LINCOLN BLVD — Radioactive feces found in a dumpster forced public safety officials Wednesday to close a local grocery store and adjacent parking lot while a hazardous materials crew collected the waste.

Santa Monica fire fighters were called in to investigate the “hot load” around 9 a.m. after a supervisor with the Resource Recovery and Recycling Division noticed a higher than normal level of radiation coming from a dumpster on the south side of Albertsons, located at the corner of Lincoln and Ocean Park boulevards, said Capt. Judah Mitchell, spokesperson for the Santa Monica Fire Department.

Fire fighters eventually determined that the exposure risk was low and non-life threatening. After consulting with the Los Angeles County Department of Health, the feces and other contents of the dumpster were collected in a City Hall trash truck to be transferred to the Sunshine Canyon Landfill in Sylmar, Calif. for proper disposal, Mitchell said.

All first-responders were evaluated following the incident and radiation readings were collected. The results were in the acceptable range and no injuries were reported, Mitchell said.

“They found human waste in an adult diaper … emitting medical grade Iodine 131 beta radiation that is used for the treatment of thyroid cancer,” Mitchell said. “Some knucklehead … disposed of it improperly.”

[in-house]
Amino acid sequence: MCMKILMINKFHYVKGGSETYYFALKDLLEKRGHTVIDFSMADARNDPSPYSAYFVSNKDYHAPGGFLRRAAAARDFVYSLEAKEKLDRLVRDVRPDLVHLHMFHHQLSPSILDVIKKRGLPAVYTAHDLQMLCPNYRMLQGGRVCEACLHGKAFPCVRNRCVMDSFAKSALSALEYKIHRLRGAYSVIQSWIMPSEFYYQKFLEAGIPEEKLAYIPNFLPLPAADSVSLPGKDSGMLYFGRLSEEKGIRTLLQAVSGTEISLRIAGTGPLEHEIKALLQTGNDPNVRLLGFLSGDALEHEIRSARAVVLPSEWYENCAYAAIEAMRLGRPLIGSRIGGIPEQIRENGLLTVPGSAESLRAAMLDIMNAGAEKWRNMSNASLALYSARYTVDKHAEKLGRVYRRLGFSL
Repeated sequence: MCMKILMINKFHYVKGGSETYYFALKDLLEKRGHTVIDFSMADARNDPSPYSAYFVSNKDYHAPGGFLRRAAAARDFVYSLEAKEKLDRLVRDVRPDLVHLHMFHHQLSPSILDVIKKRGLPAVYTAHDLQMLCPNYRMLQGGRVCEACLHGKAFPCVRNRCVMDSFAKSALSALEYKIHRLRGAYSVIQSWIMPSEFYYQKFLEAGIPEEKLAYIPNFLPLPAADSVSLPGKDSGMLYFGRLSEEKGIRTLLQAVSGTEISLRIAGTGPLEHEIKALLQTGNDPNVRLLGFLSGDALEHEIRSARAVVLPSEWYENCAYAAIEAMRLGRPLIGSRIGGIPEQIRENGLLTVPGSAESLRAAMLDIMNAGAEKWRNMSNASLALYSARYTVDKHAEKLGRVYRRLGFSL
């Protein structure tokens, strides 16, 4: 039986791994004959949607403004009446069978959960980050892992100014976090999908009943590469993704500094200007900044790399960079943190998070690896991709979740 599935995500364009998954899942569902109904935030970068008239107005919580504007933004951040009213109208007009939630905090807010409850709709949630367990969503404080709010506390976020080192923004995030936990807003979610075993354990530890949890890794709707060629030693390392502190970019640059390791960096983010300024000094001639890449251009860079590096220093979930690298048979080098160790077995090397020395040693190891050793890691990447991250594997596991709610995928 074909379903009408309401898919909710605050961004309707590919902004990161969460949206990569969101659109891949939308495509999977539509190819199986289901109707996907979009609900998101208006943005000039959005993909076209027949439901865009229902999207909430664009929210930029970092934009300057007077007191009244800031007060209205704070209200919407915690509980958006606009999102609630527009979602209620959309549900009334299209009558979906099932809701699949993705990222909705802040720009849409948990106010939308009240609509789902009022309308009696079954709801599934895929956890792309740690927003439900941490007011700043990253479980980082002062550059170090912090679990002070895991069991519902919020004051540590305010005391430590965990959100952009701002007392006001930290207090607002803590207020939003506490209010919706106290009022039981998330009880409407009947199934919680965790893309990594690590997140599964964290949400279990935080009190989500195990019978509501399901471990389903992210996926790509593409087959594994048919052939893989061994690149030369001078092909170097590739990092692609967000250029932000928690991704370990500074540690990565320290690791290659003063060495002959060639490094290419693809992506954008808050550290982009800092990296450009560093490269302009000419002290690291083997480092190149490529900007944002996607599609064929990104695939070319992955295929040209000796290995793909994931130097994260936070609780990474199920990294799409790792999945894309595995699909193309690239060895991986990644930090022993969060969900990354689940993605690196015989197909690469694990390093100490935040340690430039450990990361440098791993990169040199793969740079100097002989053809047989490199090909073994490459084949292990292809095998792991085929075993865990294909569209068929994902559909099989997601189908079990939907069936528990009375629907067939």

Out of precaution, officials closed off the parking lot adjacent to the grocery store and did not allow any new customers to enter. Those inside the store were allowed to finish shopping, Mitchell said. The Albertsons was cleared of customers within 10 to 15 minutes.

All waste collected by city workers goes through a testing process to determine if there are any hazardous chemicals, said Kim Braun, manager of the Resource Recovery and Recycling Division, which is in charge of collecting trash, yard waste and recyclables throughout the city.

If a meter gets a hit on a particular load, it cannot be dumped. The truck is instead isolated until the radiation dissipates or is disposed of properly and a supervisor goes out on the truck’s route to try and locate the source.

That’s how fire fighters were called out to Albertsons. The supervisor’s radiation meter got a hit about 30 feet from the dumpster, Mitchell said. A 50-foot perimeter was established to protect the public.

“This isn’t something uncommon in our business,” Braun said. “You get nursing homes and rehabilitation facilities so every once in a while things like this will occur. That’s why we take all of the necessary precautions we can for our staff and the public as well.”


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